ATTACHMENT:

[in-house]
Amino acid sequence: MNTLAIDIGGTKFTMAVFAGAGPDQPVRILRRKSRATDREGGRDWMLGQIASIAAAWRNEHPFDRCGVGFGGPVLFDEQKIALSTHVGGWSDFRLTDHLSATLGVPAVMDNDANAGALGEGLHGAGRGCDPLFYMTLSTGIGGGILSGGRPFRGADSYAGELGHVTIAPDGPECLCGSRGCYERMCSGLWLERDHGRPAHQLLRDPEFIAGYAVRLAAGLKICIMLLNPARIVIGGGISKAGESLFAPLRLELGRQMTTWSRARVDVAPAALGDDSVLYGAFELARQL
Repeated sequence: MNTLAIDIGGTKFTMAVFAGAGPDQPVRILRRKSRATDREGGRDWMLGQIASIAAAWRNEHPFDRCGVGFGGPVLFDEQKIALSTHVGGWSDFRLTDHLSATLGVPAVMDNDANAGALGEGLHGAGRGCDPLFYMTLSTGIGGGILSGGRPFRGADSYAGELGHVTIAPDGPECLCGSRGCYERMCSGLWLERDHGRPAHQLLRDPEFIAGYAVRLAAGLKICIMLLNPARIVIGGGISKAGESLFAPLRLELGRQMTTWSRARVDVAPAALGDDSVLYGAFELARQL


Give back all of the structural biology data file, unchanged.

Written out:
[in-house]
Amino acid sequence: MNTLAIDIGGTKFTMAVFAGAGPDQPVRILRRKSRATDREGGRDWMLGQIASIAAAWRNEHPFDRCGVGFGGPVLFDEQKIALSTHVGGWSDFRLTDHLSATLGVPAVMDNDANAGALGEGLHGAGRGCDPLFYMTLSTGIGGGILSGGRPFRGADSYAGELGHVTIAPDGPECLCGSRGCYERMCSGLWLERDHGRPAHQLLRDPEFIAGYAVRLAAGLKICIMLLNPARIVIGGGISKAGESLFAPLRLELGRQMTTWSRARVDVAPAALGDDSVLYGAFELARQL
Repeated sequence: MNTLAIDIGGTKFTMAVFAGAGPDQPVRILRRKSRATDREGGRDWMLGQIASIAAAWRNEHPFDRCGVGFGGPVLFDEQKIALSTHVGGWSDFRLTDHLSATLGVPAVMDNDANAGALGEGLHGAGRGCDPLFYMTLSTGIGGGILSGGRPFRGADSYAGELGHVTIAPDGPECLCGSRGCYERMCSGLWLERDHGRPAHQLLRDPEFIAGYAVRLAAGLKICIMLLNPARIVIGGGISKAGESLFAPLRLELGRQMTTWSRARVDVAPAALGDDSVLYGAFELARQL